Ayvalı Kavurma: The quintessential quince meat mix


Turks love their meat and it is no surprise that kavurma takes on many different forms in their cuisine but the combination with fruit has been lost to history - for the most part as least.

What is Ayvalı Kavurma?

The dish is essentially meat braised in its own juices and fat with quince. The simplicity is stunning yet so delicious.

Jump to Recipe

The origins

The Turkic people were nomads for most of their history and to this very day many a Turkic person still lives that life with their cattle being their main source of income and source of food. Over a period of 2,000 years, we can trace their influence from northwestern China to eastern Europe by simply looking at the loanwords for certain foods, with “kavurma” being one of them. This way of cooking meat entered Hindi as “korma” and Persian and “qâvormeh”, to name a few examples. (1)

A Chinese encyclopedia from the 14th century included Turkish-origin recipes including kavurma. (1) But why was this dish – even back then – so essential? As with the invention of yogurt, the concern was preservation when kurut, tarhana and others alike came into being. An animal that was slaughtered meant that each piece of the animal needed to be used for simple survival. Braising the excess meat in its own fat would make it more preservable as the water content would be removed through the cooking process. Meat that was cooked in this way would be safe to consume in winter. (2)

As much as eating meat itself is enjoyable, without a doubt spicing it up is only natural to embellish the flavours. The Seljuks in the 11th and 12th century would cultivate quinces and would use them as preserves as well. (2) The addition of fruit to several non-dessert dishes were common in the time when Turks were introduced to Islam. Records from Baghdad around that time tell of meat sauces with cherries, apricots and quinces. While quinces are quite bitter in taste, it is reminiscent of vinegar and they are usually balanced with something sweeter like honey and raisins. (3)

This trend of meat and fruit in stews and braised meat dishes in this manner made it into the Ottoman kitchens as recorded by Şirvani in the 15th and 16th century. This dish with the addition of the sweeter elements was even served at a feast in 1539. (4) But sadly, with passing years, the consumption of meat with fruit of any kind, especially in the 19th century onward was lost to history (4)(5) – for the most part.

As if frozen in time the southeastern regions keep the old recipes alive, often with different varieties. Some have the sweeter elements still in their recipes while others keep it simpler. The only change from centuries before to today is that kavurma is nowadays considered a food for the upper classes due to the price tag for cut meat, compared to say minced meat or innards in general. (6)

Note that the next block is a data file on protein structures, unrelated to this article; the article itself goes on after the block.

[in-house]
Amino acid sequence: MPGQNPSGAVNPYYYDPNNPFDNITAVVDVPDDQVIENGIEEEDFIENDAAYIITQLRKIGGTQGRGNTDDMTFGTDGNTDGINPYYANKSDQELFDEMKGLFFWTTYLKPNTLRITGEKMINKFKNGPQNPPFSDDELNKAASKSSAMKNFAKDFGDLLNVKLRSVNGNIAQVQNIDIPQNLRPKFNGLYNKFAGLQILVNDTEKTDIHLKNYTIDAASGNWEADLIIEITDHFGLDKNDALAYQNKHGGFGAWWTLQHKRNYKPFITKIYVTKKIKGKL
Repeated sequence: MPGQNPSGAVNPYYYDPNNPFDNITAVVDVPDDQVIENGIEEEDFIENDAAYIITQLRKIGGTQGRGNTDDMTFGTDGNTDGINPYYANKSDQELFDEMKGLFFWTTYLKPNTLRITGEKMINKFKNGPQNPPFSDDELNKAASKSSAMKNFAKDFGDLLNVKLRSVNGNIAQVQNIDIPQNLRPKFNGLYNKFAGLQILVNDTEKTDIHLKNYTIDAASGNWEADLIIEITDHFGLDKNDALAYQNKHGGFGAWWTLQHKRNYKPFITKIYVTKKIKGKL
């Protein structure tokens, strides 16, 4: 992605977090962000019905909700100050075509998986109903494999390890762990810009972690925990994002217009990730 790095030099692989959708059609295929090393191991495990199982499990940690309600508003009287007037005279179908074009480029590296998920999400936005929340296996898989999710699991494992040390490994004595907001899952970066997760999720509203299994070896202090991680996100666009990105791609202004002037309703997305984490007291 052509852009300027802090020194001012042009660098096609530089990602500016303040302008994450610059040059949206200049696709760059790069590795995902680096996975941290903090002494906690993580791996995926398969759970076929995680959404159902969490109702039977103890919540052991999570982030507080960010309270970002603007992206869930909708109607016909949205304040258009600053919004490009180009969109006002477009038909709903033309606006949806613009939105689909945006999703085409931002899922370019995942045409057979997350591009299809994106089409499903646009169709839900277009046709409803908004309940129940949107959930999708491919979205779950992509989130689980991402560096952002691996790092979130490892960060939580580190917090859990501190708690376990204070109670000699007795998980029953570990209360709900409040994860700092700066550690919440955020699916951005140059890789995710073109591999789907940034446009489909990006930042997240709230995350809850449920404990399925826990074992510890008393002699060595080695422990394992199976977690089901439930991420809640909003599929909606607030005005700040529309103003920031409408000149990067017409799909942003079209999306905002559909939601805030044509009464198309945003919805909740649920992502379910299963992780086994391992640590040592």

As mentioned above kavurma is a Turkic word describing a manner of cooking, as in braising meat in its own juices and fat. The word was adopted to Hindi, Persian, Arabic and Urdu. While the name might be the same in these different languages, the dish itself in those countries might be different, as in the case with Kadayıf and Köfte.

The origins for the word ayva can be traced back to the 11th century Turkic dictionary “Diwan Lughat al-Turk” and has its roots in Persian from the word “abiya”.

Ayvalı Kavurma: The quintessential quince meat mix

One version that survived for centuries is the Diyarbakır version, which couldn’t be simpler and would probably make the list of “two-ingredient recipes” somewhere on the internet if it was more widely known.


  • 1 kg lamb
  • 2 medium sized quinces
  • 2 tbsp butter
  • salt


  • Have the lamb meat cut into small cubes or directly obtain the lamb in that manner from your butcher, called “kuşbaşı” in Turkish.
  • Cook the meat in a wide pan until the juices have been reduced.
  • Chop the quinces roughly without peeling them but by removing the inner core and, with the addition of butter, roast the meat and the fruit together.
  • Salt to your taste and constantly stir the dish.
  • Cook for several minutes and serve hot with preferably some bread.


(1) Priscilla Mary Işın, Bountiful Empire - A history of ottoman cuisine, 2018
(2) Furkan Demirgül, Çadırdan Saraya Türk Mutfağı in “Uluslararası Türk Dünyası Turizm Araştırmaları Dergisi Cilt:3 No:1”, 2018
(3) Lilia Zaouali, Medieval Cuisine of the Islamic World, 2007
(4) Marianna Yerasimos, 500 yıllık Osmanlı mutfağı, 2019
(5) Arif Bilgin, Osmanli Istanbul’unda Yemek Kültürü in “Büyük Istanbul Tarihi”
(6) Nazife Gürhan, A sociological overview of Mardin from the perspective of food in “The Journal of International Social Research - Volume: 10 Issue: 54”, 2017